Reviewed by Ian Lipke
This is a page turner! A gentle easing into a complex story, a story of friendship and betrayal, of power misused and innocence scuttled. The ideas on which the story builds are simple but are manipulated so well that the reader is immersed in mystery as dense as a London fog. No attempt is made to trick the reader, nothing exploits the reader’s gullibility. The tale is presented with honesty, but also with consummate skill.
The story opens with Evelyn having a quiet drink with her boyfriend Stephen. It is March 1948. Suddenly, Evelyn is accosted by an aggressive woman from her past. It is here we feel the first stirrings of mystery, and very subtly, the author reveals the toll that past events have had on at least one of the participants. “Evelyn was shocked by the grey in her [Julia’s] hair and the constellation of lines around her eyes and forehead” (7).
Events of July 1939 capture our interest. The author switches from one decade to the next, always developing her thesis. We watch as a nervous young school-girl on a scholarship is ridiculed by the daughters of the moneyed class and witness her effacement as her means of coping. Becoming invisible assists her progress within the War Office from which place she receives a dangerous assignment. In the progress of this task and the next, Evelyn is successful, but is made a scapegoat when an MI5 operation goes wrong. This mistreatment comes as no surprise as, at another level unseen by the men who wield power, Starford draws painful attention to the shabby treatment meted out to women.
Mr White, Evelyn’s boss at MI5, believes in his own mantra and, as we will find, practises it. “Counterintelligence is about distraction, deception, but at its core is truth. You must make your subjects believe in you and your convictions” (156), he tells Evelyn, a woman whose honesty must accommodate dishonesty as part of her war effort.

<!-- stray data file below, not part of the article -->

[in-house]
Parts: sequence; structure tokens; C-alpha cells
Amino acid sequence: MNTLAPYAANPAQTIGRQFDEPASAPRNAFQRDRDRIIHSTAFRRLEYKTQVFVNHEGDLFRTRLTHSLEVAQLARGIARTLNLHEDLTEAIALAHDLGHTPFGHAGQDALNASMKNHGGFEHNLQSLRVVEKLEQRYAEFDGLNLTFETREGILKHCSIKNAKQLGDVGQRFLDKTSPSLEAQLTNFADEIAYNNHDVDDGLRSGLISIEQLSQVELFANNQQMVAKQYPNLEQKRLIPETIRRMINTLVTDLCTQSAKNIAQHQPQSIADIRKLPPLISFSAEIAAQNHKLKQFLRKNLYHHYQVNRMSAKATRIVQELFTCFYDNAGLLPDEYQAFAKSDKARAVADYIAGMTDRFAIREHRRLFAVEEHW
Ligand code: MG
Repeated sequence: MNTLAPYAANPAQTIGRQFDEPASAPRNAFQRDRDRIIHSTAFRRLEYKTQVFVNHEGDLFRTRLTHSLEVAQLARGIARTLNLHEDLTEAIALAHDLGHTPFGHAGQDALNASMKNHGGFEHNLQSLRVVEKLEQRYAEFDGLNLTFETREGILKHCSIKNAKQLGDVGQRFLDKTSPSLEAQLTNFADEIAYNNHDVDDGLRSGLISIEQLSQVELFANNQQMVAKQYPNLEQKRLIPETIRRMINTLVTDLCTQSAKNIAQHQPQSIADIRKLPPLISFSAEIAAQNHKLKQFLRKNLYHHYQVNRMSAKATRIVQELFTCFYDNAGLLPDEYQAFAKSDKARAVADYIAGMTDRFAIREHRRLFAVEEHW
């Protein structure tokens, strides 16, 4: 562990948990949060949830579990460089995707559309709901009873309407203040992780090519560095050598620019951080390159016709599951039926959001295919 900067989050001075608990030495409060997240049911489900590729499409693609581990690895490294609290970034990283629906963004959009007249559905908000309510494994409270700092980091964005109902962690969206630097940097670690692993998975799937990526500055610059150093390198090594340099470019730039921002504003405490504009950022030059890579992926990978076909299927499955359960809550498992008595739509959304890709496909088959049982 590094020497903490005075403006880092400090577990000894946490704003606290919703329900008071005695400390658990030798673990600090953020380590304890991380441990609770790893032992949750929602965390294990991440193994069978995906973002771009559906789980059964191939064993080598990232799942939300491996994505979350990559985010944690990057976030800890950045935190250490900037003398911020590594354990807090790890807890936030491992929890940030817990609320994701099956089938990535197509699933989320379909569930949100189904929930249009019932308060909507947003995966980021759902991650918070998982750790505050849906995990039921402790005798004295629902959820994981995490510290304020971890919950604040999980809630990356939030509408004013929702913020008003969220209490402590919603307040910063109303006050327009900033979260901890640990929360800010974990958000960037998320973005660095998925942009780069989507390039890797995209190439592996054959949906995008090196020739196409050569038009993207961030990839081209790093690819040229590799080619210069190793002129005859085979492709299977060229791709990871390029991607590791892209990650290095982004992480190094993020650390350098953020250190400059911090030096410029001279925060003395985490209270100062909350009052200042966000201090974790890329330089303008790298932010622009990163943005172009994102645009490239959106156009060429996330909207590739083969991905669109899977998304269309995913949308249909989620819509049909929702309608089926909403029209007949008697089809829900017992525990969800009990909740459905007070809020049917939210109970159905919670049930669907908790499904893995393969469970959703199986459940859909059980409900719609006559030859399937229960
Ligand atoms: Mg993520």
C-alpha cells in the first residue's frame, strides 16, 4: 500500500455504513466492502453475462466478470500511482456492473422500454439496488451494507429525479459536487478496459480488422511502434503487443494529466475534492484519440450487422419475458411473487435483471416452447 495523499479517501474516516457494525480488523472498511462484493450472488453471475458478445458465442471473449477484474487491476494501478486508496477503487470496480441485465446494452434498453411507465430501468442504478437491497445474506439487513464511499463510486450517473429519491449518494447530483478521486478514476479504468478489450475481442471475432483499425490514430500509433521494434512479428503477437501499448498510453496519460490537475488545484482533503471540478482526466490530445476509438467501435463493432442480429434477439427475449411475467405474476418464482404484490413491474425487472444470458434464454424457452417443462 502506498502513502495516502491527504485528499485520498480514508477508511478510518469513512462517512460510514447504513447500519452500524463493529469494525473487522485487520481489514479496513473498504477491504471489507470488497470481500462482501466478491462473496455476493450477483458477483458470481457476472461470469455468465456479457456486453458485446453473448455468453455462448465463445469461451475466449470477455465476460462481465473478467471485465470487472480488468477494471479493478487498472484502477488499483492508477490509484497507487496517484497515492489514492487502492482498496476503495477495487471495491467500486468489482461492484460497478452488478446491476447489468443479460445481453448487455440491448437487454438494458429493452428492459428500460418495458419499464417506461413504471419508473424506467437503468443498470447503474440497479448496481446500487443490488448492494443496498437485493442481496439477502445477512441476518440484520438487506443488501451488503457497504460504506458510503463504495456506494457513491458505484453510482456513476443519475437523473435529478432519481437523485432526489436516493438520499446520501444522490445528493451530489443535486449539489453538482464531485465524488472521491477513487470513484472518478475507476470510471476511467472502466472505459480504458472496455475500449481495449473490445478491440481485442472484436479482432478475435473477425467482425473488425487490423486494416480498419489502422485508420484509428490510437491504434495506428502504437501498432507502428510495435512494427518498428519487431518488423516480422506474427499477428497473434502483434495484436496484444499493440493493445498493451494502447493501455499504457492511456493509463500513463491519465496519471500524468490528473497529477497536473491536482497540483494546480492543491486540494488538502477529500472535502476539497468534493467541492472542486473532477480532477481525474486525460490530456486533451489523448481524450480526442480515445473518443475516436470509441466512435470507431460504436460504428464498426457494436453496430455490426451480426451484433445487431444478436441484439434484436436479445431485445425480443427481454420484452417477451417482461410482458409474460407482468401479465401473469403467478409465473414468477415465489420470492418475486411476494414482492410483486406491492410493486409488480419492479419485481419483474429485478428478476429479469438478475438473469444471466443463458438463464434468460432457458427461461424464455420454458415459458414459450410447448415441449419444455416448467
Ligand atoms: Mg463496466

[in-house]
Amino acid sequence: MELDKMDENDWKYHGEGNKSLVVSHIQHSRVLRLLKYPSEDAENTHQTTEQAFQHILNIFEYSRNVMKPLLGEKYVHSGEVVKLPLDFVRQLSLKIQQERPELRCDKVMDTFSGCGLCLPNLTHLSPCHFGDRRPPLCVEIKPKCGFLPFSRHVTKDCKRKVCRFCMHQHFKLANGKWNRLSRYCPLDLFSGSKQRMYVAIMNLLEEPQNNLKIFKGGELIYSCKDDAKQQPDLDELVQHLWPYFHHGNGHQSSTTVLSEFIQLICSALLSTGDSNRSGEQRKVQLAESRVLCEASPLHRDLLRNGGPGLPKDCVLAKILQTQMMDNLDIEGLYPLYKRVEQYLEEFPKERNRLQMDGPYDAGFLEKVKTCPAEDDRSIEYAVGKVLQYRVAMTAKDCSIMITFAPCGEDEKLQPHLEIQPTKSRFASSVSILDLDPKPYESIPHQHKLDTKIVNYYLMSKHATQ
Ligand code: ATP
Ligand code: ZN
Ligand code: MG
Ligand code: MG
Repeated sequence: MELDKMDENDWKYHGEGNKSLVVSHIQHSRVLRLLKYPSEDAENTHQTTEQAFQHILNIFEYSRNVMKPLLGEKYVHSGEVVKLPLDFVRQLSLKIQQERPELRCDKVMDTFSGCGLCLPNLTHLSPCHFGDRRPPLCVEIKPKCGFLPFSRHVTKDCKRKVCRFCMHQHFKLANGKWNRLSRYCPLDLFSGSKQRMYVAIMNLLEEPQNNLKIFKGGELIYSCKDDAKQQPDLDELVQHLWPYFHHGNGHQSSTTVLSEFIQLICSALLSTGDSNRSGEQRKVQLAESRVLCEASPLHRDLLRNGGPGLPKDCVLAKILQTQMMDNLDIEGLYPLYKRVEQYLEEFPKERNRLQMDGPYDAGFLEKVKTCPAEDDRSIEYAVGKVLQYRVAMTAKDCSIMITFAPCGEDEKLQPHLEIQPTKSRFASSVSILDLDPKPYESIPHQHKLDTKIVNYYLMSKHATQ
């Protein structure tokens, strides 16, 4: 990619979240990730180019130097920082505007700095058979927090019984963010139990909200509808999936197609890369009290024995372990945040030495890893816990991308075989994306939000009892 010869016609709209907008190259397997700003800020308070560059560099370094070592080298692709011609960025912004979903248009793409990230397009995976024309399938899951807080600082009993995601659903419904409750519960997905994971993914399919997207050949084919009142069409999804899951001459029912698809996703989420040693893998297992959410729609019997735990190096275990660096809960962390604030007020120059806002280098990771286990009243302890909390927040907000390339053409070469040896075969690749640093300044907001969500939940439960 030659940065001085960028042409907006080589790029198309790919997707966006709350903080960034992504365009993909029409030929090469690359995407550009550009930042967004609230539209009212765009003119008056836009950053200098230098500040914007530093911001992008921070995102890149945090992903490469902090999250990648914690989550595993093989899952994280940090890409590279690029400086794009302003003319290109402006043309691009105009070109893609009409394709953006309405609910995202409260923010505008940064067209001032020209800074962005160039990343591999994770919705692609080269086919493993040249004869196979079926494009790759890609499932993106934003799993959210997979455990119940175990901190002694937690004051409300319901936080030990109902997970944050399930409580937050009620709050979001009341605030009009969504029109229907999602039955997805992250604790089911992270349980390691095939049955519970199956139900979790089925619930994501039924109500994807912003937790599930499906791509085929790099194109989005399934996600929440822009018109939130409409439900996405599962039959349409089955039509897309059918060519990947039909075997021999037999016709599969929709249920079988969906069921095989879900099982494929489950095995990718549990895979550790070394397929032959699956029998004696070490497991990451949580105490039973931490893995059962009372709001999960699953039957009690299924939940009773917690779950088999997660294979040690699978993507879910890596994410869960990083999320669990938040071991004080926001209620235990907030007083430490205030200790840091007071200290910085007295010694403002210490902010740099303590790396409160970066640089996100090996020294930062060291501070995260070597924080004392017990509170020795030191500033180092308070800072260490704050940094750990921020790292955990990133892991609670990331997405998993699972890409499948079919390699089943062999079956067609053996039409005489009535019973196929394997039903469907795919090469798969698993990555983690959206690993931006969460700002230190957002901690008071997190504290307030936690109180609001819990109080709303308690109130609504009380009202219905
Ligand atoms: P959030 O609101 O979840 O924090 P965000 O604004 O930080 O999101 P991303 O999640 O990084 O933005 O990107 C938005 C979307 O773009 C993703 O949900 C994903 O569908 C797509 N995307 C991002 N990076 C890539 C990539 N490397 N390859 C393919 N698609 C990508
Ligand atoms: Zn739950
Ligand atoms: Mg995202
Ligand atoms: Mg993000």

I find Rebecca Starford’s writing style compelling. Her words flow unhindered on to the page, the plot develops effortlessly, the characters have depth, often brought to the surface in glorious imagery. Evelyn is playing a double role:
She stood up and stepped away from the table and as she did her reflection moved towards the partition where the pieces of mirror met, splitting her in two. She stared at the glass transfixed (156).
Double agents are lonely people, the demands to play separate roles in distinctive social gatherings a severe strain, their lives split between their various duties. Starford’s image is a highly professional way of stating this. Her descriptions of her heroine’s ability to think quickly is on show when a young male Jew is attacked by thugs:
Here she was, worlds colliding – and now she had to choose. She thought of the texture of that silk dress, the watery slip of it through her fingers, gone. Maybe in time she would tell Julia the truth. Maybe in time Julia would forgive her (224).
Of course, the dress represents all that is good, Evelyn’s condemnation of the Jew is the evil side of her nature that duty requires she project.
Switching one’s attention across the decades as the book requires is easily accomplished because of the simplicity, and the quality, of the writing. The reader is in the right decade and space, with the correct group of people, in no time at all.
This is an excellent book that cries out to be read.
By Rebecca Starford
Allen & Unwin